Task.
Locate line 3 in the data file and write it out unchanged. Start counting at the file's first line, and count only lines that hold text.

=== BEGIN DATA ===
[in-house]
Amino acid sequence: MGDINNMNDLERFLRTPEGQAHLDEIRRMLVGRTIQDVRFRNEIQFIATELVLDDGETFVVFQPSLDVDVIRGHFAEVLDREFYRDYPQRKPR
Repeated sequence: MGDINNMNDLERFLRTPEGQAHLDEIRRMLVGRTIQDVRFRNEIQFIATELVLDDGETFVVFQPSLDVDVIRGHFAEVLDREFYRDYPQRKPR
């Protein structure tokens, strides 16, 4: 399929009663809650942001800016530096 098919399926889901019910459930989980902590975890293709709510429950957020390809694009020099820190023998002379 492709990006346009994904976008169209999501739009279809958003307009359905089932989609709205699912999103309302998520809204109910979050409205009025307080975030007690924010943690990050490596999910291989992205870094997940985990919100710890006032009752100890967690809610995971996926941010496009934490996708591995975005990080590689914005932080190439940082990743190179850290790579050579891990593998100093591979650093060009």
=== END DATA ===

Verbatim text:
Repeated sequence: MGDINNMNDLERFLRTPEGQAHLDEIRRMLVGRTIQDVRFRNEIQFIATELVLDDGETFVVFQPSLDVDVIRGHFAEVLDREFYRDYPQRKPR